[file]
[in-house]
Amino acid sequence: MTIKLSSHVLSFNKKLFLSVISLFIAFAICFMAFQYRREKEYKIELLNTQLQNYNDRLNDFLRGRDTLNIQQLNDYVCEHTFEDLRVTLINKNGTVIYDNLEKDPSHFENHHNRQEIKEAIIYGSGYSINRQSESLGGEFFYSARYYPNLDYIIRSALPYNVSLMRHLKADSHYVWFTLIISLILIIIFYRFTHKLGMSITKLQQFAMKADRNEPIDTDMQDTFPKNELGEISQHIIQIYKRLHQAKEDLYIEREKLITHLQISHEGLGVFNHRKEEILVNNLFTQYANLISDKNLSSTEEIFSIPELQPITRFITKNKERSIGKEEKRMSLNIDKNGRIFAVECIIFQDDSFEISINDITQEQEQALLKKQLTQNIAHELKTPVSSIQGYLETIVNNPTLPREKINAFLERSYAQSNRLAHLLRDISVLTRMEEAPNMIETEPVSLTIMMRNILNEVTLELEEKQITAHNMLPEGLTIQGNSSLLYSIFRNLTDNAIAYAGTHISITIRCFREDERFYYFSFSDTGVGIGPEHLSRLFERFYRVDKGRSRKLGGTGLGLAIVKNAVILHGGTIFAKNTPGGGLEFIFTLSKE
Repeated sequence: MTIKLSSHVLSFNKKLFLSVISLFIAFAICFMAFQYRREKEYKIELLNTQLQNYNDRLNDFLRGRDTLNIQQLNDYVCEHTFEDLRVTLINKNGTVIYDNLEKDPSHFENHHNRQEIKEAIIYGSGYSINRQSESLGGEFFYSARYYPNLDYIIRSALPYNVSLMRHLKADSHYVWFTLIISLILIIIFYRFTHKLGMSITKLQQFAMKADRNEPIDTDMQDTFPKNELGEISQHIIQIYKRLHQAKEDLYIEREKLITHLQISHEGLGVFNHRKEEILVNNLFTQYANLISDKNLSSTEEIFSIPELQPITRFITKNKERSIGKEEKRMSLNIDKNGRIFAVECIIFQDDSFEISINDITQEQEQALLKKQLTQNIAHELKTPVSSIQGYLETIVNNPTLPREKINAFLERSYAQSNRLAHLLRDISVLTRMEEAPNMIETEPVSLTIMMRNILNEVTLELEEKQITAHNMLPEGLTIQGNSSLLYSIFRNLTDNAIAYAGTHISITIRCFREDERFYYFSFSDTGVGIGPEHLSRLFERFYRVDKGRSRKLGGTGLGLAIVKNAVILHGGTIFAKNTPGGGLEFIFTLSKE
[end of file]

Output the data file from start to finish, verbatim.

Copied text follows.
[in-house]
Amino acid sequence: MTIKLSSHVLSFNKKLFLSVISLFIAFAICFMAFQYRREKEYKIELLNTQLQNYNDRLNDFLRGRDTLNIQQLNDYVCEHTFEDLRVTLINKNGTVIYDNLEKDPSHFENHHNRQEIKEAIIYGSGYSINRQSESLGGEFFYSARYYPNLDYIIRSALPYNVSLMRHLKADSHYVWFTLIISLILIIIFYRFTHKLGMSITKLQQFAMKADRNEPIDTDMQDTFPKNELGEISQHIIQIYKRLHQAKEDLYIEREKLITHLQISHEGLGVFNHRKEEILVNNLFTQYANLISDKNLSSTEEIFSIPELQPITRFITKNKERSIGKEEKRMSLNIDKNGRIFAVECIIFQDDSFEISINDITQEQEQALLKKQLTQNIAHELKTPVSSIQGYLETIVNNPTLPREKINAFLERSYAQSNRLAHLLRDISVLTRMEEAPNMIETEPVSLTIMMRNILNEVTLELEEKQITAHNMLPEGLTIQGNSSLLYSIFRNLTDNAIAYAGTHISITIRCFREDERFYYFSFSDTGVGIGPEHLSRLFERFYRVDKGRSRKLGGTGLGLAIVKNAVILHGGTIFAKNTPGGGLEFIFTLSKE
Repeated sequence: MTIKLSSHVLSFNKKLFLSVISLFIAFAICFMAFQYRREKEYKIELLNTQLQNYNDRLNDFLRGRDTLNIQQLNDYVCEHTFEDLRVTLINKNGTVIYDNLEKDPSHFENHHNRQEIKEAIIYGSGYSINRQSESLGGEFFYSARYYPNLDYIIRSALPYNVSLMRHLKADSHYVWFTLIISLILIIIFYRFTHKLGMSITKLQQFAMKADRNEPIDTDMQDTFPKNELGEISQHIIQIYKRLHQAKEDLYIEREKLITHLQISHEGLGVFNHRKEEILVNNLFTQYANLISDKNLSSTEEIFSIPELQPITRFITKNKERSIGKEEKRMSLNIDKNGRIFAVECIIFQDDSFEISINDITQEQEQALLKKQLTQNIAHELKTPVSSIQGYLETIVNNPTLPREKINAFLERSYAQSNRLAHLLRDISVLTRMEEAPNMIETEPVSLTIMMRNILNEVTLELEEKQITAHNMLPEGLTIQGNSSLLYSIFRNLTDNAIAYAGTHISITIRCFREDERFYYFSFSDTGVGIGPEHLSRLFERFYRVDKGRSRKLGGTGLGLAIVKNAVILHGGTIFAKNTPGGGLEFIFTLSKE